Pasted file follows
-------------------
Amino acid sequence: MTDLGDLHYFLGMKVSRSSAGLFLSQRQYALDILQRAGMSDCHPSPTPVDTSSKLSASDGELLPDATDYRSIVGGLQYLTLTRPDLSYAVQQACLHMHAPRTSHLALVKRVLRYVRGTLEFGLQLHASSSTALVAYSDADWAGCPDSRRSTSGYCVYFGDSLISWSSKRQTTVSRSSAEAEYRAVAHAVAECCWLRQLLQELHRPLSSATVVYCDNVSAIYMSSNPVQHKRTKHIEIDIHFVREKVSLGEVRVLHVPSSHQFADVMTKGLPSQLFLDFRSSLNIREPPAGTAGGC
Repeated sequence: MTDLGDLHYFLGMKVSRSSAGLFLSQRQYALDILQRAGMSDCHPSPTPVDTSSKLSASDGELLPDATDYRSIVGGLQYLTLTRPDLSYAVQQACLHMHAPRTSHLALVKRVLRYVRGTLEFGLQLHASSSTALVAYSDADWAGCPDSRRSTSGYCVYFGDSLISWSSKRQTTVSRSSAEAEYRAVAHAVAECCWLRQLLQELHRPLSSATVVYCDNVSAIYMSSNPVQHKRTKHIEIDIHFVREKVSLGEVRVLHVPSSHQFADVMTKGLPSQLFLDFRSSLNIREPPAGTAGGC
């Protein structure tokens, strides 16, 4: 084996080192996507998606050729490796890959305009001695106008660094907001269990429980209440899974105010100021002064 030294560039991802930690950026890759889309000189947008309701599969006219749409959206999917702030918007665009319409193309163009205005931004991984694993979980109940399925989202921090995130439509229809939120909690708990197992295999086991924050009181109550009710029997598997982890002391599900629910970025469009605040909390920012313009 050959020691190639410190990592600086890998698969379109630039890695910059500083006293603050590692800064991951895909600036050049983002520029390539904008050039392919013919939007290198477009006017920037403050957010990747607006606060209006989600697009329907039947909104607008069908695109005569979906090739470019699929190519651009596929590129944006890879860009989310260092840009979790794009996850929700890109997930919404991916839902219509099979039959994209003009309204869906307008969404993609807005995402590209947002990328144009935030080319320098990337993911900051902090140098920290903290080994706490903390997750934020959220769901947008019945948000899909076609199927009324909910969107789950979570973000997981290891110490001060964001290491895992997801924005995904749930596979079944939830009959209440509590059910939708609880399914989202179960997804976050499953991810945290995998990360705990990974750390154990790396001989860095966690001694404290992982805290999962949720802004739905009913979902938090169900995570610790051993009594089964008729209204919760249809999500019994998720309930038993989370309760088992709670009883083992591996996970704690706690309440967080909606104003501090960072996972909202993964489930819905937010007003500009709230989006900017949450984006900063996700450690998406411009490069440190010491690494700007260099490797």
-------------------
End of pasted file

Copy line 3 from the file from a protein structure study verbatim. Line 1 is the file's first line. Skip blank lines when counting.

């Protein structure tokens, strides 16, 4: 084996080192996507998606050729490796890959305009001695106008660094907001269990429980209440899974105010100021002064 030294560039991802930690950026890759889309000189947008309701599969006219749409959206999917702030918007665009319409193309163009205005931004991984694993979980109940399925989202921090995130439509229809939120909690708990197992295999086991924050009181109550009710029997598997982890002391599900629910970025469009605040909390920012313009 050959020691190639410190990592600086890998698969379109630039890695910059500083006293603050590692800064991951895909600036050049983002520029390539904008050039392919013919939007290198477009006017920037403050957010990747607006606060209006989600697009329907039947909104607008069908695109005569979906090739470019699929190519651009596929590129944006890879860009989310260092840009979790794009996850929700890109997930919404991916839902219509099979039959994209003009309204869906307008969404993609807005995402590209947002990328144009935030080319320098990337993911900051902090140098920290903290080994706490903390997750934020959220769901947008019945948000899909076609199927009324909910969107789950979570973000997981290891110490001060964001290491895992997801924005995904749930596979079944939830009959209440509590059910939708609880399914989202179960997804976050499953991810945290995998990360705990990974750390154990790396001989860095966690001694404290992982805290999962949720802004739905009913979902938090169900995570610790051993009594089964008729209204919760249809999500019994998720309930038993989370309760088992709670009883083992591996996970704690706690309440967080909606104003501090960072996972909202993964489930819905937010007003500009709230989006900017949450984006900063996700450690998406411009490069440190010491690494700007260099490797």